By Tony MacGregor
I dream often in the Thong Poon Hotel. It is always the same dream. My father, his frantic face and shrunken body enclosed in a transparent egg, rolls and twists on a riverbank. His maddened blue/gray eyes shriek out to me. He is trying to warn me of something — but he can’t say what it is — and I am floating comfortably on the river, disconnected — while the egg twists and rolls and my father’s face grows more and more frantic.
What is he trying to say to me? Why does he come to me here in the breeze of my electric fan as I sleep naked in the tropical heat in this erratically pulsating hotel on the banks of the Bangkoknoi canal where great chunks of floating green bushes float up and downstream, before drifting into Bangkok’s mighty Chao Phraya River.
My father was a wanderer, restless, driven, always grasping at tiny straws of peace that kept him going. When I look up from the typewriter to the mirror, I see his blue/gray eyes, still young and intense, powerful, staring at me from a 63-year-old face with skin hanging loose from my neck and a forehead that now stretches to the middle of my skull.My temples are still suffering from an attack of rosacea or acne that erupted in my last months in Korea. What remains now are scars and redness.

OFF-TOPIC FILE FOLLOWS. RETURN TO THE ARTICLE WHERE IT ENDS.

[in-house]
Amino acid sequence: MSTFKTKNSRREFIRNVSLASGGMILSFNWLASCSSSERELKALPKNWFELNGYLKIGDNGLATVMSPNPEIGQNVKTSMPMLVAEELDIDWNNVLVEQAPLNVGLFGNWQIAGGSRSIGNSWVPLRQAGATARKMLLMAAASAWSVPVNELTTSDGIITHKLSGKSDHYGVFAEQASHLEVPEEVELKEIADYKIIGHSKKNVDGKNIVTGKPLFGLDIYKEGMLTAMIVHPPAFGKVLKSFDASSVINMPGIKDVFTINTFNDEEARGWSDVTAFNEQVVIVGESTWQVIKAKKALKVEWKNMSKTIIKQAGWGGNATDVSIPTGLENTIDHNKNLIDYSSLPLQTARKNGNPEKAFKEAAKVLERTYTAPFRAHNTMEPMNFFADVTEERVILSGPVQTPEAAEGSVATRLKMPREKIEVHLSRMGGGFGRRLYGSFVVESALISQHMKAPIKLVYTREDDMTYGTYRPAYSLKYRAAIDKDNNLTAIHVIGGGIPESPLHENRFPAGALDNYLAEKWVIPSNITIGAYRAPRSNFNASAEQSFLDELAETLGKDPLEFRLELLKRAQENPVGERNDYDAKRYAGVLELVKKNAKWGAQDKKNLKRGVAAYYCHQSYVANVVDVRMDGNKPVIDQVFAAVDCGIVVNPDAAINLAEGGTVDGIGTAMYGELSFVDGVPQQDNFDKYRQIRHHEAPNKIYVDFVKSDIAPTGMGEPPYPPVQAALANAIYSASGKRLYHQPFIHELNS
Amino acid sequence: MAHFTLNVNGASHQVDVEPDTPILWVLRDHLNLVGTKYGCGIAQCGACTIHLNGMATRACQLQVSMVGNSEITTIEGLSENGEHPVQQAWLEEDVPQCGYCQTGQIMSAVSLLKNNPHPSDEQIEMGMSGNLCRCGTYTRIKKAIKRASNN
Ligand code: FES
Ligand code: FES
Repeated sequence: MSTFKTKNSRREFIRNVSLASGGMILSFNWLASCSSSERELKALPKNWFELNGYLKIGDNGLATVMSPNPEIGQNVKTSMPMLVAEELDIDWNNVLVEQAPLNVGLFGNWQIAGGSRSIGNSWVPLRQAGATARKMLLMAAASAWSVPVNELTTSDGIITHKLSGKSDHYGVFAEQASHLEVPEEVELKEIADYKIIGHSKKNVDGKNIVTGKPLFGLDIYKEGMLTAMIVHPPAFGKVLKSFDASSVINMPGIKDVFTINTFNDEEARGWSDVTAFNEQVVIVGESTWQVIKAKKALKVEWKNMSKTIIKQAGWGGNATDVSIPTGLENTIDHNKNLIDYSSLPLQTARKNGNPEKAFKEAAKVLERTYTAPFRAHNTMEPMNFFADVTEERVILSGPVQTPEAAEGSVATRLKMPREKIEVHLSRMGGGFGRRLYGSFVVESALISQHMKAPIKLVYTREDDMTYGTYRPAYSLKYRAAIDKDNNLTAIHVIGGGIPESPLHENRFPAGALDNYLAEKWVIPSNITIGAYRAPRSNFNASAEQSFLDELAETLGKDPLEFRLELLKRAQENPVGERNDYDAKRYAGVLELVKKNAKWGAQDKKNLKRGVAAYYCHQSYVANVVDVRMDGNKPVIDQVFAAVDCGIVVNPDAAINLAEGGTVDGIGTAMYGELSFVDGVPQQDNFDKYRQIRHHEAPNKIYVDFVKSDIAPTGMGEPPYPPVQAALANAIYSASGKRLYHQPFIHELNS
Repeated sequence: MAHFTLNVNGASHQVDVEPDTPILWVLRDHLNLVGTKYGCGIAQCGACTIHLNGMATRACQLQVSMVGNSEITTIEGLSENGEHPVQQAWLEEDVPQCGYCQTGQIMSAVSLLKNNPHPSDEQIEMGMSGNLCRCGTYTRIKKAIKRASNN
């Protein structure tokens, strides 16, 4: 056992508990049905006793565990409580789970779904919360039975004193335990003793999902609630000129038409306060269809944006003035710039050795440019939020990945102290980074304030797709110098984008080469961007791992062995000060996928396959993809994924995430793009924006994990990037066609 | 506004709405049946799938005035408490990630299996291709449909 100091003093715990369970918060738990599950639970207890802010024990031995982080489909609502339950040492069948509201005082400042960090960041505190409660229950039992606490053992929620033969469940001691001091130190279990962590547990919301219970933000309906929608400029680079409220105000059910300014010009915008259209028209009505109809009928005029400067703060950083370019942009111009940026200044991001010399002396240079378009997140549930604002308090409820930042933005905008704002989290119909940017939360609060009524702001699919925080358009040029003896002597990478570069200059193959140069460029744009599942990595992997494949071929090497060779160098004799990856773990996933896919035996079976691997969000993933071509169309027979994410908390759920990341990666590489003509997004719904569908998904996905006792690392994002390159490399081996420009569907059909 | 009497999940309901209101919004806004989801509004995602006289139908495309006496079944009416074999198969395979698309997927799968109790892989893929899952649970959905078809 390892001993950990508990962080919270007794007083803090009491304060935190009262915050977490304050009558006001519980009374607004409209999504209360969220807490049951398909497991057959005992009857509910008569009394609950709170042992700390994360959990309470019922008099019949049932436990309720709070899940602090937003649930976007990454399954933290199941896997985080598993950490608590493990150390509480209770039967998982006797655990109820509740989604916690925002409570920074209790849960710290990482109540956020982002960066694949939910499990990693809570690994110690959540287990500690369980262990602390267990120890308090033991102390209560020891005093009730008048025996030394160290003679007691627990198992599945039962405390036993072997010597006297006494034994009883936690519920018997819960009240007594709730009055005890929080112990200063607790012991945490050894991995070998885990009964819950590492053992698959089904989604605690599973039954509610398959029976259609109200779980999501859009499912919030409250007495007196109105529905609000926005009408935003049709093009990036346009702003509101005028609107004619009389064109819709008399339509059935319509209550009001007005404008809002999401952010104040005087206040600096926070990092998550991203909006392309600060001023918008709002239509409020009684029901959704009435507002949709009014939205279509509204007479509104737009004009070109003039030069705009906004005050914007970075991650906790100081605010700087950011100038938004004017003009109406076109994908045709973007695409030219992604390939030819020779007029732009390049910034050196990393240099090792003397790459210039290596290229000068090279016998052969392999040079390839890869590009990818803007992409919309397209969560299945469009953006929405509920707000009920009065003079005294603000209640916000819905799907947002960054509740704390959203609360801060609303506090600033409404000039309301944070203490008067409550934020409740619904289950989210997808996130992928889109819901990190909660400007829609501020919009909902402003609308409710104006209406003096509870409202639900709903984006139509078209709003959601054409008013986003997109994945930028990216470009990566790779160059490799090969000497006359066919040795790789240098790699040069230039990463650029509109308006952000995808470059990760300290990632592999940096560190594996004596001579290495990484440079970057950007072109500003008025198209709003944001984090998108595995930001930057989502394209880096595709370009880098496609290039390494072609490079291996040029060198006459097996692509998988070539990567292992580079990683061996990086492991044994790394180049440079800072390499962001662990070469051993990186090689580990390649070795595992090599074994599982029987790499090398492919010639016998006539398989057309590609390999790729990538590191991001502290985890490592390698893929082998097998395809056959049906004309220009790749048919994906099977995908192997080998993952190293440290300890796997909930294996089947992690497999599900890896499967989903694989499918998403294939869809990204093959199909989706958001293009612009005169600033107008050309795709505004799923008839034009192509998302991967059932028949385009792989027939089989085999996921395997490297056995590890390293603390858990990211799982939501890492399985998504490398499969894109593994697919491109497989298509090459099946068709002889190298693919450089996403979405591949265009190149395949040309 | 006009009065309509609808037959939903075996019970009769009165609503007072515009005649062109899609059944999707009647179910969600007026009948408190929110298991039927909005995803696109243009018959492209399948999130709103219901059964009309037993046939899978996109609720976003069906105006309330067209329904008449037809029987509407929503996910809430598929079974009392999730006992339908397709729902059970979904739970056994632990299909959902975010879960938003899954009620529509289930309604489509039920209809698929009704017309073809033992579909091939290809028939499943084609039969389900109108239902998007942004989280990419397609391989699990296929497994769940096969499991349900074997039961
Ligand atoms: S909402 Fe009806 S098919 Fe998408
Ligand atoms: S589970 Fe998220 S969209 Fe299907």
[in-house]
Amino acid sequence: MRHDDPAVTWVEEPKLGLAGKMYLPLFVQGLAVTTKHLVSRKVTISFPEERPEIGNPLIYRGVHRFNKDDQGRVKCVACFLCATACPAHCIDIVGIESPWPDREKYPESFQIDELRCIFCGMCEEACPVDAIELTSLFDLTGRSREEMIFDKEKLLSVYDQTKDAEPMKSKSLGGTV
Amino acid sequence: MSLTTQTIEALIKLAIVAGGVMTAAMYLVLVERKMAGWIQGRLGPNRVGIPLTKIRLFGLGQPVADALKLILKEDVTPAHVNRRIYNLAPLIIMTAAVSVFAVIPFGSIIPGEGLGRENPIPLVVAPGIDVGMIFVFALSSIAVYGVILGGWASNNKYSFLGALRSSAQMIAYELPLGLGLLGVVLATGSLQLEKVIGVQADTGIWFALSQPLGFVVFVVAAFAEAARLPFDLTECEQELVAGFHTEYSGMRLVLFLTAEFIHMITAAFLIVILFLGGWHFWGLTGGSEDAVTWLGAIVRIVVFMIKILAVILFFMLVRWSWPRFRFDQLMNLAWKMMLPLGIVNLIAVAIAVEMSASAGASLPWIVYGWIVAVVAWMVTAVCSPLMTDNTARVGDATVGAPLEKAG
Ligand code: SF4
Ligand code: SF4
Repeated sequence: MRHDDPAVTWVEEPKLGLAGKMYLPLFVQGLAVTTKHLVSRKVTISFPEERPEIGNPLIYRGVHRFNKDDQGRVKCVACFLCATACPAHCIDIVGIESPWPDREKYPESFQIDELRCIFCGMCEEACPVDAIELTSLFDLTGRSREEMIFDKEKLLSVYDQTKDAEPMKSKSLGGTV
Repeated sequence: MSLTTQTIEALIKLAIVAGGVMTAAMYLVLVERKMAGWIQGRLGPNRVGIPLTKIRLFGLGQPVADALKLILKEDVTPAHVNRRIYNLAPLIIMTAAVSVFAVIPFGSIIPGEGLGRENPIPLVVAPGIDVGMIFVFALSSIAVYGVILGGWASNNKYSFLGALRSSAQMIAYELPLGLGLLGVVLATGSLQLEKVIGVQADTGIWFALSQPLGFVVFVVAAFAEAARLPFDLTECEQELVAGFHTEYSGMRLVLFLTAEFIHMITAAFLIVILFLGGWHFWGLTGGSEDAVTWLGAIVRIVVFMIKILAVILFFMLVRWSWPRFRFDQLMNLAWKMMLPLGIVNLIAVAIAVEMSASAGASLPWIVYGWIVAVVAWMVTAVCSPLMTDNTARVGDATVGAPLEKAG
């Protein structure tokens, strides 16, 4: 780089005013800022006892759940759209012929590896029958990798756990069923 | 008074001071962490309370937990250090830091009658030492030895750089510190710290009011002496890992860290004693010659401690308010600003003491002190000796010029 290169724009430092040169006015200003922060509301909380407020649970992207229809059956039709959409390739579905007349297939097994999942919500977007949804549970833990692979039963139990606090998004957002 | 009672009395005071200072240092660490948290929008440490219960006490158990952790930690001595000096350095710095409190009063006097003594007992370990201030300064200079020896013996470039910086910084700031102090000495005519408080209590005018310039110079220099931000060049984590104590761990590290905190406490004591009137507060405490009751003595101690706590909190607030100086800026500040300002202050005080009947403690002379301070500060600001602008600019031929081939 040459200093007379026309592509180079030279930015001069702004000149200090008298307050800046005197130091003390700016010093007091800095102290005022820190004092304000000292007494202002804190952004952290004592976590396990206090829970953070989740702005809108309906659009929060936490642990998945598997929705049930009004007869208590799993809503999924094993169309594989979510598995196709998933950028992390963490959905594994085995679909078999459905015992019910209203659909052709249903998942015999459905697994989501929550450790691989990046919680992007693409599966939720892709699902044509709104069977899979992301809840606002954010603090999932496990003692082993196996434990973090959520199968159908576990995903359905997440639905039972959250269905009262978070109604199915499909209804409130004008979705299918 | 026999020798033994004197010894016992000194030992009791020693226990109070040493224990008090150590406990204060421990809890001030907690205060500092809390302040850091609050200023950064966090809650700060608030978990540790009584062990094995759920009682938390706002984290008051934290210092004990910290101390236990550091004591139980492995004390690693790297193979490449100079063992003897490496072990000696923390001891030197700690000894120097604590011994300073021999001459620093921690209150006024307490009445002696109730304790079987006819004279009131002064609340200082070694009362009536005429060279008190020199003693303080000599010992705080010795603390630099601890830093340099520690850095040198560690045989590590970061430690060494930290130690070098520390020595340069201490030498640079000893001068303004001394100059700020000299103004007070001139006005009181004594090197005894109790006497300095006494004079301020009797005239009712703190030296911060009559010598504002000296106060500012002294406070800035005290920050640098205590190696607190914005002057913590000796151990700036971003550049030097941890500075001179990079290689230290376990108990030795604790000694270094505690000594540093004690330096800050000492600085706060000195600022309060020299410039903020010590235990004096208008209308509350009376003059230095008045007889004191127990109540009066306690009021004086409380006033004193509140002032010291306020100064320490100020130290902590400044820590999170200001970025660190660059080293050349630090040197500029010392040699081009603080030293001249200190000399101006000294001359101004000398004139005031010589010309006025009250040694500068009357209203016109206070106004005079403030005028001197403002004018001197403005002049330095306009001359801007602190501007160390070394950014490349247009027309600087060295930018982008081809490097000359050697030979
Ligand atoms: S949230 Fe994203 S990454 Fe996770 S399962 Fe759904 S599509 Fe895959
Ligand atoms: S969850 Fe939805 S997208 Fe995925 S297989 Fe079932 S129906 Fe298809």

I am here by accident. Officially I’m here studying for a degree in Buddhism, but really I’m recovering from three years of a frantic life Seoul — too much happiness and sadness, too much work and too little sleep, and a lot of pain from falling in love with the wrong woman. I had planned to study at a university in Myanmar, but the military government wouldn’t let me in because I’m a journalist so I ended up here on the banks of this canal.
The canal is peaceful in the evenings and I often sit in the hotel’s open-air restaurant on the river bank. I’m usually the only one there and I like that. I can’t speak Thai so I can’t speak to the staff but that doesn’t bother me. I haven’t tried to learn Thai because I’m studying Pali, a dead language similar to the one the Buddha spoke and the language in which his words are recorded. I don’t want to attempt too much.
So I sit there alone in the dark next to the brown/gray shimmering canal listening for the thruup of a fish’s tail in the water. The water gives off a subtle smell of wet weeds and cool living fish skin. Occasionally, from further up the canal, the compelling, honey-like scent of an orchid searching for an insect floats by.
The high-heeled shoes of the waitresses in their slinky, black, full-length gowns with a slit up the side, click on the plank floor. They smile at me a lot.
Their attire contrasts with the generally run-down appearance of the squat brown hotel surrounded by scrubby unkempt municipal land. Three guards in dark blue uniforms loll around in the languid heat at the gate to the entrance of the hotel, eyes half closed, barely awake.